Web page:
Discussing the case of continuous vibration monitoring process it is essential to mention that the standard [3] states that all equipment used for tests, including equipment for subsidiary measurements (e.g. for environmental conditions) having a significant effect on the accuracy or validity of the result of the test, calibration or sampling shall be calibrated before being put into service. The laboratory shall have an established programme and procedure for the calibration of its equipment. The procedure for estimating uncertainty. Estimation of the uncertainty is one of the key requirements.

Limitations of the paper regarding its volume does not enable the authors to present complete data on the topic. Shedding light on the problem, in order to introduce the proper proceeding, reliability of temperature measures are about to be mentioned. As they are important for the procedure or the continuous dynamic monitoring process it is obvious that proper equipment has to be used. There are various temperature measurement instruments. The exemplary proceeding on intermediate checks is presented in Table 2. In the first step the visual examination is performed. Next, as it can be seen, a thermometer used for the testing processed should be compered, during intermediate checks, with the reference instrument that was previously calibrated in a calibration laboratory. Comparing the testing instrument to the reference one enables the laboratory personnel to assume that they discuss reliable results of the specific process. In the next step it is essential to calculate measurement errors and measurement uncertainties (depending on the process type A evaluation, type B, combined standard uncertainty or expanded uncertainty can be considered). It has to be emphasized that the processes of intermediate checks and measurement uncertainty calculations have to be performed on the base of documented procedures and/ or instructions.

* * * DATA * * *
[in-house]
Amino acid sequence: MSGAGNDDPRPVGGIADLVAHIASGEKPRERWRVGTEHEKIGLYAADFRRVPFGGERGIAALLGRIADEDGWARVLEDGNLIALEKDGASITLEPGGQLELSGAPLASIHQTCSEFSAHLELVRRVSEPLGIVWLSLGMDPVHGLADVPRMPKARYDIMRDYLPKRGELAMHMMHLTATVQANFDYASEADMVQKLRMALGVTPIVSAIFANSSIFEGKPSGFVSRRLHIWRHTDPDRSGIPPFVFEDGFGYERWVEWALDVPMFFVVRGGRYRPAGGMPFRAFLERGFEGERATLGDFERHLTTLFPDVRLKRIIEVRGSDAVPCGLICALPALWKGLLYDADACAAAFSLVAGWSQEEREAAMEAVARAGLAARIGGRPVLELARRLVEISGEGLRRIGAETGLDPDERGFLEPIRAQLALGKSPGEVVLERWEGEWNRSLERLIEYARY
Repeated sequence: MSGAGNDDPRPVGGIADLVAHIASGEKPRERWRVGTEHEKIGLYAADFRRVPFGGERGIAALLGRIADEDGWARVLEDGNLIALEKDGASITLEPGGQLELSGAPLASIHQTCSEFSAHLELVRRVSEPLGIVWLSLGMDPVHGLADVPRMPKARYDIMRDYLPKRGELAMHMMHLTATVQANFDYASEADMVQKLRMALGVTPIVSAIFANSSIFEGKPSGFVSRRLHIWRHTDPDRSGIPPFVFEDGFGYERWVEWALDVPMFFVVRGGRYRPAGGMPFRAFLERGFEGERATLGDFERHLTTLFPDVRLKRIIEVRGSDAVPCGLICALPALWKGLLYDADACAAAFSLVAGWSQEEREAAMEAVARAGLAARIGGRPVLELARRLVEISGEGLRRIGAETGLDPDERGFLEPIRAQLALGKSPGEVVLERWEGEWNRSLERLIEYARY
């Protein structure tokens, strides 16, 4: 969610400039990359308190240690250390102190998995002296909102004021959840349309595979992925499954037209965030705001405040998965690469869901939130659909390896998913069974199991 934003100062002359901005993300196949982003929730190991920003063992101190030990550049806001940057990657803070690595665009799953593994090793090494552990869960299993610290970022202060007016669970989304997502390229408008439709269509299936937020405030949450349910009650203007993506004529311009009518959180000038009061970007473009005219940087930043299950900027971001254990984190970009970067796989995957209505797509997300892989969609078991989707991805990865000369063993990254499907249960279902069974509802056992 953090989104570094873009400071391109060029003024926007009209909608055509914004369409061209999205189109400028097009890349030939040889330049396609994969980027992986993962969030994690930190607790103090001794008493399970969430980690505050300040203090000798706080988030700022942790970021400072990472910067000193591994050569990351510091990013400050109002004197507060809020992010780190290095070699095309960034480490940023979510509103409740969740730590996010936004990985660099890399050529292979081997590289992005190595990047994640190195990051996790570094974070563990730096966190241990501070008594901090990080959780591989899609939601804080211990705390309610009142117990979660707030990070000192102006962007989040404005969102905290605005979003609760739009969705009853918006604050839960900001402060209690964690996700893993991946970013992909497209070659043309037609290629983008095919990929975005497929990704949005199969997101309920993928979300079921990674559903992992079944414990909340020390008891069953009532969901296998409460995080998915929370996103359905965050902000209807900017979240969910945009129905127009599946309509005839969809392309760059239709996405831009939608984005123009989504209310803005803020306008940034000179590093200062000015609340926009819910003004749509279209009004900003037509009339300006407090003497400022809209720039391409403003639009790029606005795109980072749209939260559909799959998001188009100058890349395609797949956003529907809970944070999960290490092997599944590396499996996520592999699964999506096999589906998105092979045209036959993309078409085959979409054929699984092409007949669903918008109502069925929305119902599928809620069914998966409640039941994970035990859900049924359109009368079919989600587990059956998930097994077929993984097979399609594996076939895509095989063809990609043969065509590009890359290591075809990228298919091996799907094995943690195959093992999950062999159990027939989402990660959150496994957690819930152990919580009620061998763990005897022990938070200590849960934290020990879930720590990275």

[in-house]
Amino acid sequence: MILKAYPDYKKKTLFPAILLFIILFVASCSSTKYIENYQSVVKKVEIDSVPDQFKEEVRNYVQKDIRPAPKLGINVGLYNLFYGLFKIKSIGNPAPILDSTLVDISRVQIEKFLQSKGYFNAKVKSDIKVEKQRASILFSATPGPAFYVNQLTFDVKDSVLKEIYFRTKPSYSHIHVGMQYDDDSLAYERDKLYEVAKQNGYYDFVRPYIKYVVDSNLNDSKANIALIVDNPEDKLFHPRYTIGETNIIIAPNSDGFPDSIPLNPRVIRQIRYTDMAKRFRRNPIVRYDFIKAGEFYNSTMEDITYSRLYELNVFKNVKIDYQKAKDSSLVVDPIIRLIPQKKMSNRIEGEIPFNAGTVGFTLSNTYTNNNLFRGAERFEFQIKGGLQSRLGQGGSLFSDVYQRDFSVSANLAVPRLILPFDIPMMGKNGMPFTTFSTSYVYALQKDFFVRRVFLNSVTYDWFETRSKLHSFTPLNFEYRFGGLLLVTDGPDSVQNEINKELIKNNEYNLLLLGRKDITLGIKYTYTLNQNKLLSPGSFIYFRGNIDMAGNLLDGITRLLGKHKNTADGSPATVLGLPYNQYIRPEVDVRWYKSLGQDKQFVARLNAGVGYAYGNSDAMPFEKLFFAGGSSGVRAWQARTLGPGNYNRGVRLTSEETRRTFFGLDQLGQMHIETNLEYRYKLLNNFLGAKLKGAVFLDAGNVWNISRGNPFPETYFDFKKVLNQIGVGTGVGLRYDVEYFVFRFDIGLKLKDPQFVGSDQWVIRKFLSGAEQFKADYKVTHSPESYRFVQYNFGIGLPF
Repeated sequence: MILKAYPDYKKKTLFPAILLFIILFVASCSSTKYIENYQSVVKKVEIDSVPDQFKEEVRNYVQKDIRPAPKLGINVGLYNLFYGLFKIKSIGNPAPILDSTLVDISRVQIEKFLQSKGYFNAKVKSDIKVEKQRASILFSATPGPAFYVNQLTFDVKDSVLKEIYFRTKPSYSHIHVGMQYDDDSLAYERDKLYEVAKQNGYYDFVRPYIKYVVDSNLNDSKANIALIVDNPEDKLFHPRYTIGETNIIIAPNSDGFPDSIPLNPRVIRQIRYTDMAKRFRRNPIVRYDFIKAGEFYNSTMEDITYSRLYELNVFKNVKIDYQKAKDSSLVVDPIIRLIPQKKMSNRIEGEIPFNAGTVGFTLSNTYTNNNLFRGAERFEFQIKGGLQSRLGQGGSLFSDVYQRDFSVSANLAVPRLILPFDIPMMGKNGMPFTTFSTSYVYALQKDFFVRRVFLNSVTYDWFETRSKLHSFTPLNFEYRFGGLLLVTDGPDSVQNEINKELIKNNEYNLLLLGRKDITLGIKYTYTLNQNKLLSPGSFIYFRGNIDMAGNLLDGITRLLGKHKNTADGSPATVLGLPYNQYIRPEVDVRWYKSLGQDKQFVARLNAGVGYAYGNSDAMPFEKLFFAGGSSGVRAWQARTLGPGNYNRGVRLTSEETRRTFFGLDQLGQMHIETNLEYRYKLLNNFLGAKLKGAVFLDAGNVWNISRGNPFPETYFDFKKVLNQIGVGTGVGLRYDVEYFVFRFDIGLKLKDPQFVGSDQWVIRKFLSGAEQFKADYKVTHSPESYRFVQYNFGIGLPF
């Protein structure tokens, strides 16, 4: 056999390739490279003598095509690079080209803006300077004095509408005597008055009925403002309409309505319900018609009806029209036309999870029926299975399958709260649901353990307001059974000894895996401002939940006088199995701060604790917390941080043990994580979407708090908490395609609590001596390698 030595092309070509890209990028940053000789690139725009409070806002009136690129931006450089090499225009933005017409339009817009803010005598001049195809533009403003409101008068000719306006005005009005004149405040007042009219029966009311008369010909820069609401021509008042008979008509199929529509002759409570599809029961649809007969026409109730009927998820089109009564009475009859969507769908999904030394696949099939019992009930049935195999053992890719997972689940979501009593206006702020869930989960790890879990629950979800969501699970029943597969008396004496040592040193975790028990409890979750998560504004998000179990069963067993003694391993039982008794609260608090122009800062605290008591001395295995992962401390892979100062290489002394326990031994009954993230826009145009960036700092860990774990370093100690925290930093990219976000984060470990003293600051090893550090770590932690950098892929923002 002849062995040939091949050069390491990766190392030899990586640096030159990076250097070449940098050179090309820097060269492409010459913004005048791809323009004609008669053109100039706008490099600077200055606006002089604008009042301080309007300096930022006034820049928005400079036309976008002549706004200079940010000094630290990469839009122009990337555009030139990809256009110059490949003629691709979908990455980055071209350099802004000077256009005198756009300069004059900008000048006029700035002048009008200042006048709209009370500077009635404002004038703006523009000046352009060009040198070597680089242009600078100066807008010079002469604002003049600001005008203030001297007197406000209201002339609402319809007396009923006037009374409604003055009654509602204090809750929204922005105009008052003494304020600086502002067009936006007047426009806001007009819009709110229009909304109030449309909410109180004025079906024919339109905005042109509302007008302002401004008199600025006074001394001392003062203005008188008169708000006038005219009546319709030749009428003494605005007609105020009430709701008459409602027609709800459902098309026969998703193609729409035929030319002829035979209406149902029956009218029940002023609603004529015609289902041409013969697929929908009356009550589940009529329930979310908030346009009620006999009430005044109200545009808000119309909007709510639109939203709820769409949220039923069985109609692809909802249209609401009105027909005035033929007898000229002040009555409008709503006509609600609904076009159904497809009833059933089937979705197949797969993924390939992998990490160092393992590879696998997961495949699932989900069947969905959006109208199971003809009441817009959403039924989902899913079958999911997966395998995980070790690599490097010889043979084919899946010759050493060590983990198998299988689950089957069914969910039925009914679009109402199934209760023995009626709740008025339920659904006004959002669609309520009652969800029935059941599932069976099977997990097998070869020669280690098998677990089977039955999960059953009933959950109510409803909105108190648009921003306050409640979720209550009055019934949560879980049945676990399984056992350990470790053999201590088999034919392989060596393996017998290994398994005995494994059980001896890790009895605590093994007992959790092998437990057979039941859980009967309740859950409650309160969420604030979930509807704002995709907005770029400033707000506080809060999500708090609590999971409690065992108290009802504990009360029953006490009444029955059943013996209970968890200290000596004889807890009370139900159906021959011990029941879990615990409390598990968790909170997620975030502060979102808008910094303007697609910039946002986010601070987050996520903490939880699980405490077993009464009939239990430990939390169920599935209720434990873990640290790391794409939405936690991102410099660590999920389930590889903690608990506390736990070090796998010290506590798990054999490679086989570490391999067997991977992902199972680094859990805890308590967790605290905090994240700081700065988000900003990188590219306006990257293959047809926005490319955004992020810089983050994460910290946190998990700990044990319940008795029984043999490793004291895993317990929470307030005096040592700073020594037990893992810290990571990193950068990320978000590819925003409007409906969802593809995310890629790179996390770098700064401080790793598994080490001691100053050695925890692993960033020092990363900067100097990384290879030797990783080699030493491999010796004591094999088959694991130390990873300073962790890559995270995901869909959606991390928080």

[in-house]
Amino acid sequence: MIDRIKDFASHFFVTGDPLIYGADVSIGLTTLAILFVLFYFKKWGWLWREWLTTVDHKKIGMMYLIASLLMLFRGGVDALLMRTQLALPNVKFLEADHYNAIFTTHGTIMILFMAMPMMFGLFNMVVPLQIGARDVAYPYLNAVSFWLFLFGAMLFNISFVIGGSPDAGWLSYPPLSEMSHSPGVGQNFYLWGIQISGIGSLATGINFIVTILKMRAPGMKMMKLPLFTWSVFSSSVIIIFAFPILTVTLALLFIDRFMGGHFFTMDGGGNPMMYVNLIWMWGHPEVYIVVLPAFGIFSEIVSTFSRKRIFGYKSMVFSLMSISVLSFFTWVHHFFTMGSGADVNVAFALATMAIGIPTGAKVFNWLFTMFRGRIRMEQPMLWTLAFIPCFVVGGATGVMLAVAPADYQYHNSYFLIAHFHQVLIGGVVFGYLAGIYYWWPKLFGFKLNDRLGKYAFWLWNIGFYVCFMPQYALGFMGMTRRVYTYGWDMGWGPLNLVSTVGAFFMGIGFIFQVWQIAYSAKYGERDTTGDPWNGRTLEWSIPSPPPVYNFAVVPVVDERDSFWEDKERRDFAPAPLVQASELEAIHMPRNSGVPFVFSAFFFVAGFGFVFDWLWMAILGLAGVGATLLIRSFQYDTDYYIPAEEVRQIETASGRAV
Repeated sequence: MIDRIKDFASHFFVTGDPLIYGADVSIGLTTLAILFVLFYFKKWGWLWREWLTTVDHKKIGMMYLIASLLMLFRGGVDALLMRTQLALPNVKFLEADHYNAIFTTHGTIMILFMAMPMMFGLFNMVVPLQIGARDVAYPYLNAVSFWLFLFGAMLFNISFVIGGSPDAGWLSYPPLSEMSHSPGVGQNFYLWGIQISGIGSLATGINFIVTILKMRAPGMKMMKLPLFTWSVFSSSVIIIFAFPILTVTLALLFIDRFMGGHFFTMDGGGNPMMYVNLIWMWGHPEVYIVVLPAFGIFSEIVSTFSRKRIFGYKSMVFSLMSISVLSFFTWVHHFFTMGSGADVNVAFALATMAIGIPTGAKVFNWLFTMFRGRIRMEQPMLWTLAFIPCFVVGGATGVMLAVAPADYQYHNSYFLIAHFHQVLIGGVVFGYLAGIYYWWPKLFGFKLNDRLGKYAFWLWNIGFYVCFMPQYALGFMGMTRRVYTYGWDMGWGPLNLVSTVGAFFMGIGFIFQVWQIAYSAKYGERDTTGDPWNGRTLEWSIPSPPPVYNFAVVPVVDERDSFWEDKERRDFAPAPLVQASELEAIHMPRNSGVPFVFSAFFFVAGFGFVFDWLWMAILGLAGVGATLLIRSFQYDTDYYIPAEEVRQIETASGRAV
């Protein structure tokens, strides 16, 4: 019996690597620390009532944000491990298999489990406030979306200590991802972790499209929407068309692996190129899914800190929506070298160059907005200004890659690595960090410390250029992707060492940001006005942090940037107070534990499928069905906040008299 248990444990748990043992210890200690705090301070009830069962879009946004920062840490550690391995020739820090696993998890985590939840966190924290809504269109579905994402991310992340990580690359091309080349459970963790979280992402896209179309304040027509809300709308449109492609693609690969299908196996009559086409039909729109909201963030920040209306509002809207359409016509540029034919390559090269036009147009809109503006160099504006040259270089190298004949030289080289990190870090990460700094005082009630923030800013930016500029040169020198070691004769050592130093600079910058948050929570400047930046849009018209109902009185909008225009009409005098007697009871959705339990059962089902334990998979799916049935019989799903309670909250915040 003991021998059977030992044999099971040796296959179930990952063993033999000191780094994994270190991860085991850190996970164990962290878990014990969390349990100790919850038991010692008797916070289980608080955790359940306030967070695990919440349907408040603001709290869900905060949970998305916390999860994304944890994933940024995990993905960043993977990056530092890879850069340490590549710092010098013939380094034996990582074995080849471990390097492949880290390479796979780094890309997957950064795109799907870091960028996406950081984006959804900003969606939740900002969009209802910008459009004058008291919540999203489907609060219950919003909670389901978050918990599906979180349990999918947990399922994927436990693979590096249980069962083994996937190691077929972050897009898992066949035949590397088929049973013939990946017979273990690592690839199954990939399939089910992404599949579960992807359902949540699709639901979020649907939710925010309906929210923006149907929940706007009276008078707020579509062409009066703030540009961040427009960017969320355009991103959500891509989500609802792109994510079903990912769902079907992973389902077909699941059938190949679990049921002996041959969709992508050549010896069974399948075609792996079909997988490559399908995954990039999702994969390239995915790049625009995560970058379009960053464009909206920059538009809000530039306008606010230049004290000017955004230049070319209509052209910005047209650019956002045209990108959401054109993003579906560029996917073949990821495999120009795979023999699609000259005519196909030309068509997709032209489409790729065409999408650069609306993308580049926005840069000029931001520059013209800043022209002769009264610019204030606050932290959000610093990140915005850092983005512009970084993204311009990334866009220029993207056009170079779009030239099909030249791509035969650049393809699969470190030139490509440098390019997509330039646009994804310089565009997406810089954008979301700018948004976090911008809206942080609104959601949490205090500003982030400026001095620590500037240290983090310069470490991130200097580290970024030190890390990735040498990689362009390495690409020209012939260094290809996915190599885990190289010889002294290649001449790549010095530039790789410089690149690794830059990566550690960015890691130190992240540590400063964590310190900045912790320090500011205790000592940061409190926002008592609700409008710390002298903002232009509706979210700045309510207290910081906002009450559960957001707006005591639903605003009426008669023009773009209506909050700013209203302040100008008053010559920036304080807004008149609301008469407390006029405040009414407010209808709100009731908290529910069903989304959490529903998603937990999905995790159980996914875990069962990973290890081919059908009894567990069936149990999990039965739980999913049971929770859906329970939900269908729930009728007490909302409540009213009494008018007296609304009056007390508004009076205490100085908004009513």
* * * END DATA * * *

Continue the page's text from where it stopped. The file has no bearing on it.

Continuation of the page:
Table 2. Example of the report of intermediate checks for thermometers

Equipment identification: Electronic thermometer 1
No.:
Date:
Verified by:
Data of the reference instrument: Liquid in glass thermometer no.
Code:
I. Visual examination
No remarks
Test results
No.
Temperature of the reference instrument °C
X
The verified thermometer
Measurement errors εi=X-Xi
Error limit
3 °C
Temperature °C
X 1
X 2
X 3
ε 1
ε 2
ε 3
1
15,0
14,5
14,6
14,2
–0,5
–0,4
–0,8
2
18,0
19,1
19,0
18,8
1,1
1,0
0,8
3
20,0
20,5
20,8
20,8
0,5
0,8
0,8
4
23,0
22,6
22,1
21,8
–0,4
–0,9
–1,2
5
25,0
23,5
23,9
24,1
–1,5
–1,1
–0,9
Remarks:
Calculation of measurement uncertainty (with accordance to the proper documented procedure)
u A = S x = i = 1 n ε i 2 n n - 1
0.24
u C = u A 2 + u B 2 + u p 2
0.39
u B = u X = Δ X d 3
0.06
U = k α u C
0.78
Conclusions:

4. Conclusions

A testing unit can strengthen trust in the monitoring process applying the procedural approach based on the standard [3] and working in conditions of the accreditation. While results of the monitoring process are so important to societies it is essential to invest in organisational and technical tools that enable to increase reliability of test results. In the paper, due to volume limits, only chosen aspects were mentioned. While the procedural approach defines temperature as a one of key parameters it is important to specify the proper handling of measurement items in the area. Intermediate checks are one of methods of proper actions. In order to avoid mistakes the method has to be documented. Consequently, each measurement instrument used during the continuous vibration monitoring process has to be covered with such a proper maintenance.

Details on the test method and measurement equipment were only mentioned in the paper but the standard [3] emphasizes also method validation, accommodation and environmental conditions, sampling as important factors for reliability of tests results so for the complete presentation of the problem more aspects have to be discussed in the future. Finally, human factors (i.e. the experience of authors mentioned in the begging of the paper) are essential for the process.